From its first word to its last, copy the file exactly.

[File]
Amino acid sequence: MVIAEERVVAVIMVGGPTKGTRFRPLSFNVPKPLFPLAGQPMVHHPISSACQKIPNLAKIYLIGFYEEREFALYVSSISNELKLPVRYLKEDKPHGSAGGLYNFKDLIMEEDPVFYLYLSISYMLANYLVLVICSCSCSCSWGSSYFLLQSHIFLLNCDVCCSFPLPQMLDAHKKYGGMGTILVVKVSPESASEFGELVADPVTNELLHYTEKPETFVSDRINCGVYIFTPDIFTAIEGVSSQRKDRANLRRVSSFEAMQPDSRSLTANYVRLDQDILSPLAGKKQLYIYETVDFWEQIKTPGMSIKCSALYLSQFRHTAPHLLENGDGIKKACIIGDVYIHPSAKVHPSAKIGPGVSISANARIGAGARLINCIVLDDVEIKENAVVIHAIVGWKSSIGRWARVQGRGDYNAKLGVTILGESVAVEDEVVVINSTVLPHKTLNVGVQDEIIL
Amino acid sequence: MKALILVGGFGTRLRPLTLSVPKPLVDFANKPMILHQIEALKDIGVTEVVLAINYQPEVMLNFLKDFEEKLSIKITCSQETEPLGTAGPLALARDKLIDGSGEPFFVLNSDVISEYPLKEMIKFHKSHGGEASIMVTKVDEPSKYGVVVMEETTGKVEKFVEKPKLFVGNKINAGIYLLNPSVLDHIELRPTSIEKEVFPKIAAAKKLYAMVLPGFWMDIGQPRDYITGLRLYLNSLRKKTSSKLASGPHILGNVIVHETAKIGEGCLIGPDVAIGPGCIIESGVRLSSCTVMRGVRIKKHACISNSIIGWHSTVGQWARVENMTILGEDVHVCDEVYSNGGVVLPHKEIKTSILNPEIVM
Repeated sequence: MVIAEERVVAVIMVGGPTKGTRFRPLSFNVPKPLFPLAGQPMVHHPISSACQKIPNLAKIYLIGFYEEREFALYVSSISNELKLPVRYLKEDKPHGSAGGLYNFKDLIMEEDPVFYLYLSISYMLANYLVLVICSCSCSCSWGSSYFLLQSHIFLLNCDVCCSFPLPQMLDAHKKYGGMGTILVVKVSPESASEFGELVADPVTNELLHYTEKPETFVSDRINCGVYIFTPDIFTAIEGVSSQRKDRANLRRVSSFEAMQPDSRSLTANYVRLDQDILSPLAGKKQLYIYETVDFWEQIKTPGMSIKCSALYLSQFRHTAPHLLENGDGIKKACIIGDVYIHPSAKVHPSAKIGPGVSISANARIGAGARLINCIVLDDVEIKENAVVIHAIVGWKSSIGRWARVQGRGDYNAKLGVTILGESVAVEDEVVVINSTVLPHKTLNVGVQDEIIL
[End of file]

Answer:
Amino acid sequence: MVIAEERVVAVIMVGGPTKGTRFRPLSFNVPKPLFPLAGQPMVHHPISSACQKIPNLAKIYLIGFYEEREFALYVSSISNELKLPVRYLKEDKPHGSAGGLYNFKDLIMEEDPVFYLYLSISYMLANYLVLVICSCSCSCSWGSSYFLLQSHIFLLNCDVCCSFPLPQMLDAHKKYGGMGTILVVKVSPESASEFGELVADPVTNELLHYTEKPETFVSDRINCGVYIFTPDIFTAIEGVSSQRKDRANLRRVSSFEAMQPDSRSLTANYVRLDQDILSPLAGKKQLYIYETVDFWEQIKTPGMSIKCSALYLSQFRHTAPHLLENGDGIKKACIIGDVYIHPSAKVHPSAKIGPGVSISANARIGAGARLINCIVLDDVEIKENAVVIHAIVGWKSSIGRWARVQGRGDYNAKLGVTILGESVAVEDEVVVINSTVLPHKTLNVGVQDEIIL
Amino acid sequence: MKALILVGGFGTRLRPLTLSVPKPLVDFANKPMILHQIEALKDIGVTEVVLAINYQPEVMLNFLKDFEEKLSIKITCSQETEPLGTAGPLALARDKLIDGSGEPFFVLNSDVISEYPLKEMIKFHKSHGGEASIMVTKVDEPSKYGVVVMEETTGKVEKFVEKPKLFVGNKINAGIYLLNPSVLDHIELRPTSIEKEVFPKIAAAKKLYAMVLPGFWMDIGQPRDYITGLRLYLNSLRKKTSSKLASGPHILGNVIVHETAKIGEGCLIGPDVAIGPGCIIESGVRLSSCTVMRGVRIKKHACISNSIIGWHSTVGQWARVENMTILGEDVHVCDEVYSNGGVVLPHKEIKTSILNPEIVM
Repeated sequence: MVIAEERVVAVIMVGGPTKGTRFRPLSFNVPKPLFPLAGQPMVHHPISSACQKIPNLAKIYLIGFYEEREFALYVSSISNELKLPVRYLKEDKPHGSAGGLYNFKDLIMEEDPVFYLYLSISYMLANYLVLVICSCSCSCSWGSSYFLLQSHIFLLNCDVCCSFPLPQMLDAHKKYGGMGTILVVKVSPESASEFGELVADPVTNELLHYTEKPETFVSDRINCGVYIFTPDIFTAIEGVSSQRKDRANLRRVSSFEAMQPDSRSLTANYVRLDQDILSPLAGKKQLYIYETVDFWEQIKTPGMSIKCSALYLSQFRHTAPHLLENGDGIKKACIIGDVYIHPSAKVHPSAKIGPGVSISANARIGAGARLINCIVLDDVEIKENAVVIHAIVGWKSSIGRWARVQGRGDYNAKLGVTILGESVAVEDEVVVINSTVLPHKTLNVGVQDEIIL